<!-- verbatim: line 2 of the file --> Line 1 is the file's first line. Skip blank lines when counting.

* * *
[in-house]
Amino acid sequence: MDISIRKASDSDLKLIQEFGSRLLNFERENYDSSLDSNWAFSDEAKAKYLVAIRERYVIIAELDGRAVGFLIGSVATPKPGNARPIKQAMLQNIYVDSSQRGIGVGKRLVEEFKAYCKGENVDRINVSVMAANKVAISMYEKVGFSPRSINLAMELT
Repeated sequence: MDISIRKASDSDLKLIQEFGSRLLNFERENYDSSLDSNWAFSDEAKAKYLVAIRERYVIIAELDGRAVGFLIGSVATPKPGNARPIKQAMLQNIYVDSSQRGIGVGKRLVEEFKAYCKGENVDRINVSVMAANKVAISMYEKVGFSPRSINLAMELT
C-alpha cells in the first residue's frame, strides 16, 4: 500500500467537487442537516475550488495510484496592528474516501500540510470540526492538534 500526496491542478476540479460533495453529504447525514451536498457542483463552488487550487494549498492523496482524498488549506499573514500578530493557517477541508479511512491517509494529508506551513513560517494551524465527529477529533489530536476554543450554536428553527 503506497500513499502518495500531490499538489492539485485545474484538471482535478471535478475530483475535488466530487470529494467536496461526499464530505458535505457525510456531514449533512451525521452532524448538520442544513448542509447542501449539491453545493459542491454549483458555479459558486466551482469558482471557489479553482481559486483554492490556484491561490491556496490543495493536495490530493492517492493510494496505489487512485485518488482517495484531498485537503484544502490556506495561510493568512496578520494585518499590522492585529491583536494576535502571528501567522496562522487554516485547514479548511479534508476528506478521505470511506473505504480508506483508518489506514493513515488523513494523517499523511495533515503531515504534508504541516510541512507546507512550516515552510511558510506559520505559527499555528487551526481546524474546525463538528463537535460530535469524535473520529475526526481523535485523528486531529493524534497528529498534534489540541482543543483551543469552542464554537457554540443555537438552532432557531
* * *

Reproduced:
Amino acid sequence: MDISIRKASDSDLKLIQEFGSRLLNFERENYDSSLDSNWAFSDEAKAKYLVAIRERYVIIAELDGRAVGFLIGSVATPKPGNARPIKQAMLQNIYVDSSQRGIGVGKRLVEEFKAYCKGENVDRINVSVMAANKVAISMYEKVGFSPRSINLAMELT